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The Compleat Database: Education

The reason Abraham Lincoln's home-grown education was common among our ancestors – but not all of them. Harvard University was founded more than a century before the United States was founded. Northwestern Illinois University, in Illinois, dates back to a decade prior to the Civil War. So, why do we need to know about education while we're doing research?


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Be sure to include as much education information as possible to your database. Most databases provide fields for collecting at least two pieces of information: education and graduation. Honors are another piece of information to collect but, with most databases, that field has to be created.

Education tells us so much more than whether someone could probably read and write. Education records tell us where someone was at a given point in time, prior to the creation of the consolidation of schools. School consolidation, in many parts of the United States, was uncommon until the early 1900s.

Students who pursued a high school education often boarded in a larger city that had a high school. Search among the census enumerations and you are likely to find students staying in boarding homes. The 2010 U. S. Federal Census retains the tradition of enumerating students where they were living when the census was conducted. As a result, you may find teenagers missing from the enumeration of the rest of their family.

An example is Antioch College in Yellow Springs, Ohio. You may not have heard of Antioch College but you've surely heard of one its former presidents: Horace Mann. It is typical of many colleges at the time, with students boarding with faculty.

Search for a relationship of "boarder" and an occupation of "student." In 1880, John B. Weston was a professor of Greek living in Yellow Springs. He and his wife, who was also a teacher, rented rooms to three students that year. One was Stephen Weston, from Maine, who also happened to be a nephew of Professor Weston. An 18 year-old named Belle Loomis, from Ohio, was a student. William H. Gallup, from Illinois, also boarded with them.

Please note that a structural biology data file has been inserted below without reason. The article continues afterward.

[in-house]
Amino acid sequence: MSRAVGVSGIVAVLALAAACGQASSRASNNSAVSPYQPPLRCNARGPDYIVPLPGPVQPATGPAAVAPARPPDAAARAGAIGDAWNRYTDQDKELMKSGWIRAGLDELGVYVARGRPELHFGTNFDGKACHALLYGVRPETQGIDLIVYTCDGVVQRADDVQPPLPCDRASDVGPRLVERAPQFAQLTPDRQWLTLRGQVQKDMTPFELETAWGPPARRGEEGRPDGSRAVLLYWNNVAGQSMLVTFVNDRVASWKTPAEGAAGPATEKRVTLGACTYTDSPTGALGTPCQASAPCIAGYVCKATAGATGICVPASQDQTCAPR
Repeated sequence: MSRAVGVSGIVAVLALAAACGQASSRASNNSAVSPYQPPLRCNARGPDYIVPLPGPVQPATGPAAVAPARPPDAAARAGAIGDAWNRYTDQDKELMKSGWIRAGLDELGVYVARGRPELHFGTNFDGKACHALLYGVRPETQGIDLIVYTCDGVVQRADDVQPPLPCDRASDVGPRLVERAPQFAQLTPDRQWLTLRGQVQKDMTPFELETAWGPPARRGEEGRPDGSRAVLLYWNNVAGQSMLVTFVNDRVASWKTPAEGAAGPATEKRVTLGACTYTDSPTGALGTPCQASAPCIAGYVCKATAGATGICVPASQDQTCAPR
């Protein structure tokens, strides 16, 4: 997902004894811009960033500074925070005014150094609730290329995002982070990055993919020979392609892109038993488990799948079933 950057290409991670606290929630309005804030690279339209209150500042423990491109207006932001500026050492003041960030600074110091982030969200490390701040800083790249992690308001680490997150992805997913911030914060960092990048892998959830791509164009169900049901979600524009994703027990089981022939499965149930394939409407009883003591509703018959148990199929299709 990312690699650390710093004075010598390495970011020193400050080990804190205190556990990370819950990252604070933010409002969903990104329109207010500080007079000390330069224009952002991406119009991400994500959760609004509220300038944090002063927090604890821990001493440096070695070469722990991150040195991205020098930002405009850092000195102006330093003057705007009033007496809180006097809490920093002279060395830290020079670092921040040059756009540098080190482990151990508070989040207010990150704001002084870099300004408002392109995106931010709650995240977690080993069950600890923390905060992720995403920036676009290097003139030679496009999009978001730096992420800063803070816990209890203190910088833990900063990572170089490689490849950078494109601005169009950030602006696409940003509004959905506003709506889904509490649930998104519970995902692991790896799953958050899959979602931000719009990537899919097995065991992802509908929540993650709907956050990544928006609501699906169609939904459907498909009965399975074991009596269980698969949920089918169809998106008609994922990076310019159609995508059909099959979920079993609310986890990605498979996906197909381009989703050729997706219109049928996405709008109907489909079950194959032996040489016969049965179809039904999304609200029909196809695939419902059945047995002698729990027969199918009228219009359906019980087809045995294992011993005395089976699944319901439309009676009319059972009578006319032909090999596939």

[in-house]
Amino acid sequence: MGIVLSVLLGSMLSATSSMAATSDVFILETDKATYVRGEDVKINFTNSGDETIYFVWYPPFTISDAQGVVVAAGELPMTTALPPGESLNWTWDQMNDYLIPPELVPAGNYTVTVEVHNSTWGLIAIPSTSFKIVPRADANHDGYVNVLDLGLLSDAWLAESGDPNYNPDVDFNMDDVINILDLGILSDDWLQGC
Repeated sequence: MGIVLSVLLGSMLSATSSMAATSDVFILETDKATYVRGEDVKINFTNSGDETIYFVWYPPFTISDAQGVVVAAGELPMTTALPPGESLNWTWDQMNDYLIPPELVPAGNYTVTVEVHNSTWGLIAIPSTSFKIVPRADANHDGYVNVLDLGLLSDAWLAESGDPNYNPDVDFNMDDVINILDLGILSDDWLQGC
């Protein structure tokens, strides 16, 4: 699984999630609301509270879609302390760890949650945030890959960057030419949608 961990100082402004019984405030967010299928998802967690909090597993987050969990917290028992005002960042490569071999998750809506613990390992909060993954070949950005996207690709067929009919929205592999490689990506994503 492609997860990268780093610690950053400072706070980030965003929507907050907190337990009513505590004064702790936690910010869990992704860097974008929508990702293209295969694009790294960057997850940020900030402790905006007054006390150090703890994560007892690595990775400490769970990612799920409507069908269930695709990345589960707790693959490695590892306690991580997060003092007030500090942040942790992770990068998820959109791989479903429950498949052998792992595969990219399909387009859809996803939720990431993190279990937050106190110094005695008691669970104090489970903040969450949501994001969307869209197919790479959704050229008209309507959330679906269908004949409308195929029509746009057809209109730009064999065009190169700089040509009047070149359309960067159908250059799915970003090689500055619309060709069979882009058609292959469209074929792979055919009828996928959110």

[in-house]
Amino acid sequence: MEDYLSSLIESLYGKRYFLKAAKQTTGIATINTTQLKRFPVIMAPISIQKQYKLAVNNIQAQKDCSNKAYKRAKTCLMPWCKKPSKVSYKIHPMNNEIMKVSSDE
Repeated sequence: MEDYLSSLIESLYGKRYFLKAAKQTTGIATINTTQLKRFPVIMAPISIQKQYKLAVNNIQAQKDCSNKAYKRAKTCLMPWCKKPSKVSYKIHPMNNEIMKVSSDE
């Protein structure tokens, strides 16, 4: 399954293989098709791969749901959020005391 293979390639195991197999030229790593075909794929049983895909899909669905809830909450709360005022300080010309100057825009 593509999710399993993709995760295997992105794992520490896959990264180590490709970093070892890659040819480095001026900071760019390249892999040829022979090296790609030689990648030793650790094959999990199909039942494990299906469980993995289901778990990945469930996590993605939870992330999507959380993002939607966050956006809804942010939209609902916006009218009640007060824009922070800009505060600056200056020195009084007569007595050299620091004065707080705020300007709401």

Adding education information to a genealogical database gives us some idea why individuals disappear from the family tree. Sometimes they marry someone they met at school and don't return to their hometown. Other times, they remain where they went to college.

Using education as a research tool means casting a larger net. Some online sources will include the word "student" as a searchable keyword. If they don't, then search for boarder and narrow your search to their teenage years. Few students younger than age 12 boarded prior to the 1900s. But, keep an open mind. Some very young students boarded during their school years, if their family lived in sparsely populated areas.


It is sad that yearbooks have been abandoned by some schools. Older yearbooks often contain an astounding amount of family information, sometimes giving a student's hometown and the name of their parents.

Always search for yearbooks. The University of Illinois, among other schools, used to publish an alumni directory chock full of personal information. Colleges usually have a collection of yearbooks and directories in their library or archive.


Newspapers have historically published graduation information. Newspapers in smaller towns with fewer graduates often published detailed graduation announcements for each student. In more recent times, long lists of graduates from larger schools are lumped together.

Nevertheless, most people throughout the past two hundred years in the United States, have graduated high school at around age 18. A graduation date can help estimate a person's age, even though it is not evidence.

Individual graduation announcements typically include the graduate's plans. Look for announcements that mention where the student has just been employed, or where they are moving to for graduate school.


Honors don't really reveal much in terms of genealogy aside from adding dimension to an ancestor's life. But, they do document where a person was at a given time. Honors are usually published in the student's local newspaper. They also appear in yearbooks.


Don't overlook education as a genealogical research tool. Collect education information as you find it, and use it to narrow down your searches.

Coming soon...
  1. Life events
  2. Death data
  3. Property ownership
  4. Legal events
  5. Marital status
  6. Politics

Source Information: GenWeekly, New Providence, NJ, USA: Genealogy Today LLC, 2010.

The views and opinions expressed in this article are those of the author and do not necessarily reflect the views of Genealogy Today LLC.

*Effective May 2010, GenWeekly articles that are more than five years old no longer require a subscription for full access.

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